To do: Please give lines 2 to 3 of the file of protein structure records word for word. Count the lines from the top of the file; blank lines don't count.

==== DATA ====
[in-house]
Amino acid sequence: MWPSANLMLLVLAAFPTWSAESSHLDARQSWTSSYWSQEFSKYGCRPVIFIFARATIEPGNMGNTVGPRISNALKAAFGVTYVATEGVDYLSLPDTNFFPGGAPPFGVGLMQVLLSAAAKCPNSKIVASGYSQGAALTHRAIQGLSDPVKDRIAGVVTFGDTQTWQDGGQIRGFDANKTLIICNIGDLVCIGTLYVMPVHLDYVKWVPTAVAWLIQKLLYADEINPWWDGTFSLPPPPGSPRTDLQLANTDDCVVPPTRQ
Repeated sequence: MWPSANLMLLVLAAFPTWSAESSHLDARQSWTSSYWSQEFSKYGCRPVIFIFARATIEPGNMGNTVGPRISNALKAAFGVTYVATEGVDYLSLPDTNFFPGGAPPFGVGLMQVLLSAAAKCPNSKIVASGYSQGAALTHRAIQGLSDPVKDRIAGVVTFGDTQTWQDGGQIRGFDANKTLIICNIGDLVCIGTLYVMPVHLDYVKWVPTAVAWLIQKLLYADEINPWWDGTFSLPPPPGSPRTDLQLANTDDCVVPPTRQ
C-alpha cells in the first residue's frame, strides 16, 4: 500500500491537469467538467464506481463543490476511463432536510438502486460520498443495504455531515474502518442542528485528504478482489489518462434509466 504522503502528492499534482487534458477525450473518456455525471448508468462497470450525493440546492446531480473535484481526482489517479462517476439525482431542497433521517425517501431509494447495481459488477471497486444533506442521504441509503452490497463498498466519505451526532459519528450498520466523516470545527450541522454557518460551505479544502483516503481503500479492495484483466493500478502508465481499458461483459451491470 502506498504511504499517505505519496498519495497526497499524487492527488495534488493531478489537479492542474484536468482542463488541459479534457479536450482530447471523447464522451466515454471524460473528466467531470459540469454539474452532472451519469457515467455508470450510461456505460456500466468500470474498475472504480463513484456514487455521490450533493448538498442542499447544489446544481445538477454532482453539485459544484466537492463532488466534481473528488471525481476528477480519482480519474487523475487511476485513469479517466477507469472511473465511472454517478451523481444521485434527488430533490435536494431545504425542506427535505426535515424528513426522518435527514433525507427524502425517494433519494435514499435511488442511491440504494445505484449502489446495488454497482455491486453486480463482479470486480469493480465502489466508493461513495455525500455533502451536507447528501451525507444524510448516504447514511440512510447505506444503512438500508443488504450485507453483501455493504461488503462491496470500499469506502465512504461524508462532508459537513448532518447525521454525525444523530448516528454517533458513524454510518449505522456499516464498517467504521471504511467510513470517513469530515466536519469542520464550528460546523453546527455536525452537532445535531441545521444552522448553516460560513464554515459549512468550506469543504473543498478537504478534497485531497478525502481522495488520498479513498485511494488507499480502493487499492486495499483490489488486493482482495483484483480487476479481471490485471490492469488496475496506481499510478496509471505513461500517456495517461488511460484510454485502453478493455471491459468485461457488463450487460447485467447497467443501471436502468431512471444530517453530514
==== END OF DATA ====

Amino acid sequence: MWPSANLMLLVLAAFPTWSAESSHLDARQSWTSSYWSQEFSKYGCRPVIFIFARATIEPGNMGNTVGPRISNALKAAFGVTYVATEGVDYLSLPDTNFFPGGAPPFGVGLMQVLLSAAAKCPNSKIVASGYSQGAALTHRAIQGLSDPVKDRIAGVVTFGDTQTWQDGGQIRGFDANKTLIICNIGDLVCIGTLYVMPVHLDYVKWVPTAVAWLIQKLLYADEINPWWDGTFSLPPPPGSPRTDLQLANTDDCVVPPTRQ
Repeated sequence: MWPSANLMLLVLAAFPTWSAESSHLDARQSWTSSYWSQEFSKYGCRPVIFIFARATIEPGNMGNTVGPRISNALKAAFGVTYVATEGVDYLSLPDTNFFPGGAPPFGVGLMQVLLSAAAKCPNSKIVASGYSQGAALTHRAIQGLSDPVKDRIAGVVTFGDTQTWQDGGQIRGFDANKTLIICNIGDLVCIGTLYVMPVHLDYVKWVPTAVAWLIQKLLYADEINPWWDGTFSLPPPPGSPRTDLQLANTDDCVVPPTRQ